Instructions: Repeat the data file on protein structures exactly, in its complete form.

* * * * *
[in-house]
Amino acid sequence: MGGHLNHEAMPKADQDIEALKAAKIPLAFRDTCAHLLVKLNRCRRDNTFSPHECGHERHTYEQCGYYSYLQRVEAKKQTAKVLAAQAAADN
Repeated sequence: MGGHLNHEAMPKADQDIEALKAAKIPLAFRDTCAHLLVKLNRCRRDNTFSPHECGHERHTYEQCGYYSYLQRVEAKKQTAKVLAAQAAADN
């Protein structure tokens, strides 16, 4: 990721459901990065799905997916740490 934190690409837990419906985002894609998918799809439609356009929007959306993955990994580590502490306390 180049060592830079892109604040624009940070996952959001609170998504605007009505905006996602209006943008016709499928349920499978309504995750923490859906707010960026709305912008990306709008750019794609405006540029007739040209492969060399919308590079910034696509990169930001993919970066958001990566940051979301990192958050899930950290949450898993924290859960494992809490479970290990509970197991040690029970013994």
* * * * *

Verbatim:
[in-house]
Amino acid sequence: MGGHLNHEAMPKADQDIEALKAAKIPLAFRDTCAHLLVKLNRCRRDNTFSPHECGHERHTYEQCGYYSYLQRVEAKKQTAKVLAAQAAADN
Repeated sequence: MGGHLNHEAMPKADQDIEALKAAKIPLAFRDTCAHLLVKLNRCRRDNTFSPHECGHERHTYEQCGYYSYLQRVEAKKQTAKVLAAQAAADN
């Protein structure tokens, strides 16, 4: 990721459901990065799905997916740490 934190690409837990419906985002894609998918799809439609356009929007959306993955990994580590502490306390 180049060592830079892109604040624009940070996952959001609170998504605007009505905006996602209006943008016709499928349920499978309504995750923490859906707010960026709305912008990306709008750019794609405006540029007739040209492969060399919308590079910034696509990169930001993919970066958001990566940051979301990192958050899930950290949450898993924290859960494992809490479970290990509970197991040690029970013994």